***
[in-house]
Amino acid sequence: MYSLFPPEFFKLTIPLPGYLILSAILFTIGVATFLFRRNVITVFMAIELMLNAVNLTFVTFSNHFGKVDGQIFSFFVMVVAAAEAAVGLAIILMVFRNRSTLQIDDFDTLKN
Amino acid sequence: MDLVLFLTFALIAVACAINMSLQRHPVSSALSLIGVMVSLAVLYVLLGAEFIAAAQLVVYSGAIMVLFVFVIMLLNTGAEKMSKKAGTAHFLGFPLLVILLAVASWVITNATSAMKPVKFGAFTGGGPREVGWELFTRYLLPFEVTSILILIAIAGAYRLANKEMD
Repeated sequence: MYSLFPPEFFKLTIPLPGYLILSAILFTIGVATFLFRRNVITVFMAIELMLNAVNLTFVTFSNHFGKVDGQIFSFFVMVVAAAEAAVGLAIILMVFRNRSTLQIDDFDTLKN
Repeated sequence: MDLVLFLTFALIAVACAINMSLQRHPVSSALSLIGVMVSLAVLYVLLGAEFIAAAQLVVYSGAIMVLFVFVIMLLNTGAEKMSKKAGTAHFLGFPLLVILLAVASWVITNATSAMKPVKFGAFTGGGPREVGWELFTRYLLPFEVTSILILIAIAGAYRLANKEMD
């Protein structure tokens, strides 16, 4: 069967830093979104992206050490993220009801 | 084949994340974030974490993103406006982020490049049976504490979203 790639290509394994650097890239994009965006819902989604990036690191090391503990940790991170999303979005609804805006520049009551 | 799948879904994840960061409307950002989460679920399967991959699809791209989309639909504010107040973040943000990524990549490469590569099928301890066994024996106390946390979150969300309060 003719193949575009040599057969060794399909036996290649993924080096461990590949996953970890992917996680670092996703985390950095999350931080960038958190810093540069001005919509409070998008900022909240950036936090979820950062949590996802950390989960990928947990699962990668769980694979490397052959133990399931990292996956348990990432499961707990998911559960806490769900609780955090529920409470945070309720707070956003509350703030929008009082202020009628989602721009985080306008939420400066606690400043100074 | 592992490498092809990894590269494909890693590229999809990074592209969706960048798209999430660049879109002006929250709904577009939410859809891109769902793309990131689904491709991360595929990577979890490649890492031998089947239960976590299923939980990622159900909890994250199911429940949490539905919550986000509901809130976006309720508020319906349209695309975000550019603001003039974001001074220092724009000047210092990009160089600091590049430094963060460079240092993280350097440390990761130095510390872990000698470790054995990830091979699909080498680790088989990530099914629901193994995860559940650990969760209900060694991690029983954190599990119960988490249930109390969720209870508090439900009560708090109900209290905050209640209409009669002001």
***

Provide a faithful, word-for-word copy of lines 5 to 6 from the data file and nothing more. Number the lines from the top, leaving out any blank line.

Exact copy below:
Repeated sequence: MDLVLFLTFALIAVACAINMSLQRHPVSSALSLIGVMVSLAVLYVLLGAEFIAAAQLVVYSGAIMVLFVFVIMLLNTGAEKMSKKAGTAHFLGFPLLVILLAVASWVITNATSAMKPVKFGAFTGGGPREVGWELFTRYLLPFEVTSILILIAIAGAYRLANKEMD
């Protein structure tokens, strides 16, 4: 069967830093979104992206050490993220009801 | 084949994340974030974490993103406006982020490049049976504490979203 790639290509394994650097890239994009965006819902989604990036690191090391503990940790991170999303979005609804805006520049009551 | 799948879904994840960061409307950002989460679920399967991959699809791209989309639909504010107040973040943000990524990549490469590569099928301890066994024996106390946390979150969300309060 003719193949575009040599057969060794399909036996290649993924080096461990590949996953970890992917996680670092996703985390950095999350931080960038958190810093540069001005919509409070998008900022909240950036936090979820950062949590996802950390989960990928947990699962990668769980694979490397052959133990399931990292996956348990990432499961707990998911559960806490769900609780955090529920409470945070309720707070956003509350703030929008009082202020009628989602721009985080306008939420400066606690400043100074 | 592992490498092809990894590269494909890693590229999809990074592209969706960048798209999430660049879109002006929250709904577009939410859809891109769902793309990131689904491709991360595929990577979890490649890492031998089947239960976590299923939980990622159900909890994250199911429940949490539905919550986000509901809130976006309720508020319906349209695309975000550019603001003039974001001074220092724009000047210092990009160089600091590049430094963060460079240092993280350097440390990761130095510390872990000698470790054995990830091979699909080498680790088989990530099914629901193994995860559940650990969760209900060694991690029983954190599990119960988490249930109390969720209870508090439900009560708090109900209290905050209640209409009669002001």